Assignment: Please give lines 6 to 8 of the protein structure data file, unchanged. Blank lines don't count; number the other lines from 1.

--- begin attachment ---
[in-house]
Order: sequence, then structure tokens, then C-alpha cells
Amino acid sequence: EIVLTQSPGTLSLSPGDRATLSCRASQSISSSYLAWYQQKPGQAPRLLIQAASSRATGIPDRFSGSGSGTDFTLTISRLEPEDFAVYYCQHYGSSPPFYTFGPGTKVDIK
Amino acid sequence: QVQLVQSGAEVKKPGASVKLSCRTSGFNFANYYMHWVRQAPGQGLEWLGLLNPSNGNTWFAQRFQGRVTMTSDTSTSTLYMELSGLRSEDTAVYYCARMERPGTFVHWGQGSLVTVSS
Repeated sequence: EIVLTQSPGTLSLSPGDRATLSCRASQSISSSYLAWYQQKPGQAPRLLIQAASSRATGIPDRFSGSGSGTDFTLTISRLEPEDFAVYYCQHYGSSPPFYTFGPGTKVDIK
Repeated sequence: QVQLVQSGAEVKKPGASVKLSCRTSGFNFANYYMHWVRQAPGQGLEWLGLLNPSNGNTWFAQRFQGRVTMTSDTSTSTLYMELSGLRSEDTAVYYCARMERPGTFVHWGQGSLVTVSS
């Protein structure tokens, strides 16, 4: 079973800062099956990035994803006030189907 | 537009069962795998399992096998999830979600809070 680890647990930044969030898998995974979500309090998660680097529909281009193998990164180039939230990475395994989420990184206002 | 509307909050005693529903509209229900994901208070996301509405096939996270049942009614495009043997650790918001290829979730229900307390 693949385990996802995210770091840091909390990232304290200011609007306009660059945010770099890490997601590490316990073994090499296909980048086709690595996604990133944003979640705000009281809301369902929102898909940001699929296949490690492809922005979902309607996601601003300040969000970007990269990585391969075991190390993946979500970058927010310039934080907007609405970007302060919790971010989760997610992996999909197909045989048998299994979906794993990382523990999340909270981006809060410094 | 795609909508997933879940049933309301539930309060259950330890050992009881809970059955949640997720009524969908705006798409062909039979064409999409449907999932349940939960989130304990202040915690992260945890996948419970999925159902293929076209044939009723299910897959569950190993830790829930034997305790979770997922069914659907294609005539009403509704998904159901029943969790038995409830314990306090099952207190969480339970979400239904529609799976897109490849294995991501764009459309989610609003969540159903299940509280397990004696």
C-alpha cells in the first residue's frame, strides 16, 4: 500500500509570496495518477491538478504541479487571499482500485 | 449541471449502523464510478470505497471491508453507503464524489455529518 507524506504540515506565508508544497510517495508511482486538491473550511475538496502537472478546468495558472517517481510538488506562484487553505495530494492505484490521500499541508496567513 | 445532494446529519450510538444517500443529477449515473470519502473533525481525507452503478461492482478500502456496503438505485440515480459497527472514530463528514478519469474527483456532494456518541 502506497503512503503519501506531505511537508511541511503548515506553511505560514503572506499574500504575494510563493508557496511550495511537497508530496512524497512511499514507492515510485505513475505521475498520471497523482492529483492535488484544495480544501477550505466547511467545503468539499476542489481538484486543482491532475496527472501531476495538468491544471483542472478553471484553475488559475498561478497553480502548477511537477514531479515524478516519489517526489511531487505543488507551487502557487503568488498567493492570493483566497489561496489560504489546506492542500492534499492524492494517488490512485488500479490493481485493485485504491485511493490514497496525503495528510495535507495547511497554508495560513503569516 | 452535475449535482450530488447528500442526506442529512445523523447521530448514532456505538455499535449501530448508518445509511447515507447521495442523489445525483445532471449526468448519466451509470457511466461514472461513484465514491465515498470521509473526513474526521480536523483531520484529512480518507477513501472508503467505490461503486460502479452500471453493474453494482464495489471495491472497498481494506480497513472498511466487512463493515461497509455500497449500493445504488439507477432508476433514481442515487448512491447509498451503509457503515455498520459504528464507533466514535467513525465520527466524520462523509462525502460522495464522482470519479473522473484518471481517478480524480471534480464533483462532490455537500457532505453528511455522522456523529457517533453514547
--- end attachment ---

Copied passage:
Repeated sequence: QVQLVQSGAEVKKPGASVKLSCRTSGFNFANYYMHWVRQAPGQGLEWLGLLNPSNGNTWFAQRFQGRVTMTSDTSTSTLYMELSGLRSEDTAVYYCARMERPGTFVHWGQGSLVTVSS
């Protein structure tokens, strides 16, 4: 079973800062099956990035994803006030189907 | 537009069962795998399992096998999830979600809070 680890647990930044969030898998995974979500309090998660680097529909281009193998990164180039939230990475395994989420990184206002 | 509307909050005693529903509209229900994901208070996301509405096939996270049942009614495009043997650790918001290829979730229900307390 693949385990996802995210770091840091909390990232304290200011609007306009660059945010770099890490997601590490316990073994090499296909980048086709690595996604990133944003979640705000009281809301369902929102898909940001699929296949490690492809922005979902309607996601601003300040969000970007990269990585391969075991190390993946979500970058927010310039934080907007609405970007302060919790971010989760997610992996999909197909045989048998299994979906794993990382523990999340909270981006809060410094 | 795609909508997933879940049933309301539930309060259950330890050992009881809970059955949640997720009524969908705006798409062909039979064409999409449907999932349940939960989130304990202040915690992260945890996948419970999925159902293929076209044939009723299910897959569950190993830790829930034997305790979770997922069914659907294609005539009403509704998904159901029943969790038995409830314990306090099952207190969480339970979400239904529609799976897109490849294995991501764009459309989610609003969540159903299940509280397990004696």
C-alpha cells in the first residue's frame, strides 16, 4: 500500500509570496495518477491538478504541479487571499482500485 | 449541471449502523464510478470505497471491508453507503464524489455529518 507524506504540515506565508508544497510517495508511482486538491473550511475538496502537472478546468495558472517517481510538488506562484487553505495530494492505484490521500499541508496567513 | 445532494446529519450510538444517500443529477449515473470519502473533525481525507452503478461492482478500502456496503438505485440515480459497527472514530463528514478519469474527483456532494456518541 502506497503512503503519501506531505511537508511541511503548515506553511505560514503572506499574500504575494510563493508557496511550495511537497508530496512524497512511499514507492515510485505513475505521475498520471497523482492529483492535488484544495480544501477550505466547511467545503468539499476542489481538484486543482491532475496527472501531476495538468491544471483542472478553471484553475488559475498561478497553480502548477511537477514531479515524478516519489517526489511531487505543488507551487502557487503568488498567493492570493483566497489561496489560504489546506492542500492534499492524492494517488490512485488500479490493481485493485485504491485511493490514497496525503495528510495535507495547511497554508495560513503569516 | 452535475449535482450530488447528500442526506442529512445523523447521530448514532456505538455499535449501530448508518445509511447515507447521495442523489445525483445532471449526468448519466451509470457511466461514472461513484465514491465515498470521509473526513474526521480536523483531520484529512480518507477513501472508503467505490461503486460502479452500471453493474453494482464495489471495491472497498481494506480497513472498511466487512463493515461497509455500497449500493445504488439507477432508476433514481442515487448512491447509498451503509457503515455498520459504528464507533466514535467513525465520527466524520462523509462525502460522495464522482470519479473522473484518471481517478480524480471534480464533483462532490455537500457532505453528511455522522456523529457517533453514547